The data from a very significant data breach at Facebook from 2019 re-emerged over the weekend. It involved the leaking of personal details of more than 533 million users, including 7 million Australians. Facebook applied the “nothing to see here” defence, saying the leak was old.  Information including full names,

Three Australian independent publishers have signed letters of intent with Facebook, likely to lead to deals for licencing their content to the tech giant. Facebook today announced it has signed letters of intent with three independent Australian publishers: Private Media, Schwartz Media and Solstice Media.  Private media publishes Crikey, The

After almost a year of heated discussion about the News Media Bargaining Code, there will shortly be a new law of the land – one that’s unlikely to be applied to the platforms it was intended to reign in. But that’s not to say it hasn’t done its job. With

Australia’s “world first” attempt to reign in tech tycoons has reached pantomime levels. The watered-down version likely to become law this week will do little beyond helping to line the pockets of large commercial publishers who give no guarantees the proceeds will go directly to funding journalism. It is now

Facebook will restore access to Australian news content in the coming days, after receiving further concessions from the government to the controversial News Media Bargaining Code. But it has indicated it is ready to remove news content again if it feels its presence on the platform will lead to Facebook

Facebook’s “news ban” in response to Australia’s proposed media bargaining code, has been hard to miss if you’ve spent any time on social networks in the past day or so. The social media platform has effectively halted all posting of links from Australian news pages and stopped people in Australia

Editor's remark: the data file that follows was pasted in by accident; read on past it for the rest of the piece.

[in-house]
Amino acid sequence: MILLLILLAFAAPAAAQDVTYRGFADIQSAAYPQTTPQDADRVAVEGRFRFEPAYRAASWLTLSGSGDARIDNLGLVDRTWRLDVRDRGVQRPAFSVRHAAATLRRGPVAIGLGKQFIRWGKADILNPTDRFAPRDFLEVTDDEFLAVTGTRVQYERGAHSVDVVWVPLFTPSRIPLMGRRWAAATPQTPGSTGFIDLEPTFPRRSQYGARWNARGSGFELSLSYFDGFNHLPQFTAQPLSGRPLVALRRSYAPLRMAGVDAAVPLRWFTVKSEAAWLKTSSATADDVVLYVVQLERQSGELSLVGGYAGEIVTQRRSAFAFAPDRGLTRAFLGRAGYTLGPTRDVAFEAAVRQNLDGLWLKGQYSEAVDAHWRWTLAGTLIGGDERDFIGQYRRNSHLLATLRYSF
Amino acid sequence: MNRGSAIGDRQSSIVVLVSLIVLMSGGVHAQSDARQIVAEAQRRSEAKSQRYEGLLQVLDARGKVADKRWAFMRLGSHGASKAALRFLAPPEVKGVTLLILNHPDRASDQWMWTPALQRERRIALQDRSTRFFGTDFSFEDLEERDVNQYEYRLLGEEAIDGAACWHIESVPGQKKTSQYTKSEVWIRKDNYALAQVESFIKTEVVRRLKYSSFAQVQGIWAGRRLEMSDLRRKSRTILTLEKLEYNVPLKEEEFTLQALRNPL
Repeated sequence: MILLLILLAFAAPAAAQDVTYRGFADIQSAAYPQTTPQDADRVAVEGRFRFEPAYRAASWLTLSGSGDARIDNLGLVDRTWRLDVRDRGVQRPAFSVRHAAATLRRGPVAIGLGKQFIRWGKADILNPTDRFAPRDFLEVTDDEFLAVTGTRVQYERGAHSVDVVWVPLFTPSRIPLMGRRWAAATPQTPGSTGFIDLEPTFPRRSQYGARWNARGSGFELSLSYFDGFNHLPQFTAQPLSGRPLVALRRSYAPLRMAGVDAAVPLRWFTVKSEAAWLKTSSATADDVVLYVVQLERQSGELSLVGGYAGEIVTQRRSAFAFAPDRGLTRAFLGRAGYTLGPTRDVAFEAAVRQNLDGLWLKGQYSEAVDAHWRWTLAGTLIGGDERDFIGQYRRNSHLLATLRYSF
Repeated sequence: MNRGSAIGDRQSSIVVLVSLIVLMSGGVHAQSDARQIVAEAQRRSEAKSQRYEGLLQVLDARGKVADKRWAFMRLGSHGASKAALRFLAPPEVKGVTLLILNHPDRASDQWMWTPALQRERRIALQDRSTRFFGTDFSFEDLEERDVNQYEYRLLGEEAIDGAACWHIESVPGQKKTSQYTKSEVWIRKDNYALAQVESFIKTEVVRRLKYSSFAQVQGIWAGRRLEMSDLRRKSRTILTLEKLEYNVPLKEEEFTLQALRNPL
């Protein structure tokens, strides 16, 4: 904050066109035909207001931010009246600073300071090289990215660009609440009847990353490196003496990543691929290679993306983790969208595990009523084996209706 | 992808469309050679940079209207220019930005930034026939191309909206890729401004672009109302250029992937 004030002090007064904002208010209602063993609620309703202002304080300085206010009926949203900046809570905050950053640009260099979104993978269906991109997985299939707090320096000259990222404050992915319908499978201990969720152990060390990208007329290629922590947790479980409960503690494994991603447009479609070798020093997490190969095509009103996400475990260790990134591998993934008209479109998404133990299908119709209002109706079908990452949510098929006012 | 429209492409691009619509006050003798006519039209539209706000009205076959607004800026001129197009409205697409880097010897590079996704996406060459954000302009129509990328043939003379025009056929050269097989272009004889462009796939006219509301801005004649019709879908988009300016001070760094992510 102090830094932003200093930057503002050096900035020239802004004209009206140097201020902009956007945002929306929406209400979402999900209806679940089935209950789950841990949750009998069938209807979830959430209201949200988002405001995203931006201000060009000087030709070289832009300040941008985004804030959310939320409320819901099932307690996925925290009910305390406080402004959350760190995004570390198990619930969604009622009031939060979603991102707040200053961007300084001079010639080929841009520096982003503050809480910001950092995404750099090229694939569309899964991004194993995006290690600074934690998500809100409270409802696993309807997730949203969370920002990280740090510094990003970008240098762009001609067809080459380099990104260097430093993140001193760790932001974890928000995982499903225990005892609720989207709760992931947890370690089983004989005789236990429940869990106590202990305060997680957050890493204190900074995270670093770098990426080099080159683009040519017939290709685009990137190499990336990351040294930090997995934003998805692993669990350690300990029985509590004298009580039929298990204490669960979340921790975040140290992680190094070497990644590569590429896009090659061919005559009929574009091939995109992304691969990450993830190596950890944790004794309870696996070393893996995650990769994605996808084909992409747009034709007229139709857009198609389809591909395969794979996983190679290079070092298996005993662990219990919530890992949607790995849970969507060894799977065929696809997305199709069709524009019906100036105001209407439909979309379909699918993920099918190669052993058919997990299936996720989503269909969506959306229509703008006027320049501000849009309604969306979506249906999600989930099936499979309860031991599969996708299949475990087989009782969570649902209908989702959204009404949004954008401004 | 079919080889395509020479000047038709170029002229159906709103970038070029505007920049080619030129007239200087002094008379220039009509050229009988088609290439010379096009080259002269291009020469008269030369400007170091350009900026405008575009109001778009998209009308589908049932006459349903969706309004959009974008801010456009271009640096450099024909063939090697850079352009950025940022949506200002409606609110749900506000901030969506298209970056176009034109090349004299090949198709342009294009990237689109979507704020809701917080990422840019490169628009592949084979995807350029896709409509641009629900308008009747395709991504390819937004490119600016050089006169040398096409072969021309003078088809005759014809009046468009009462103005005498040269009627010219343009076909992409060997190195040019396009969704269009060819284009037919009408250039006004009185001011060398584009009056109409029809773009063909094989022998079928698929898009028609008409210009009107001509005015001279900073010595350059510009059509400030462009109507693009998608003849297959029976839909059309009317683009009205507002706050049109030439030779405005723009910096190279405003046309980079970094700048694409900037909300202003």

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Facebook is a bad company that makes money doing harm. It is the tobacco vendor of the internet economy. Although, in fairness to tobacco companies, they at least pay tax. Perhaps we should have lower expectations from a company that began as a web site to objectify women. Or was

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Facebook’s attempt to strong-arm local publishers and pressure the government on its media content regulation has backfired badly. That is because it has taken a sledgehammer to the problem when a scalpel was required. It quickly became apparent that the ban was hitting home far beyond media sites. Initially, government

Facebook today stopped Australian users and publishers from sharing or viewing news content in a stunning response to the Australian government’s attempt to make the tech giant pay publishers for news content. The Facebook pages of Australia’s biggest news publishers are now essentially bare for local users after Facebook stripped

Google will pay Nine $30 million dollars annually for the use of its news content, the publisher’s mastheads reported today. The deal comes as legislation for the government’s arbitration process between tech giants and Australian publishers in the absence of such deals is being debated in parliament. On Wednesday the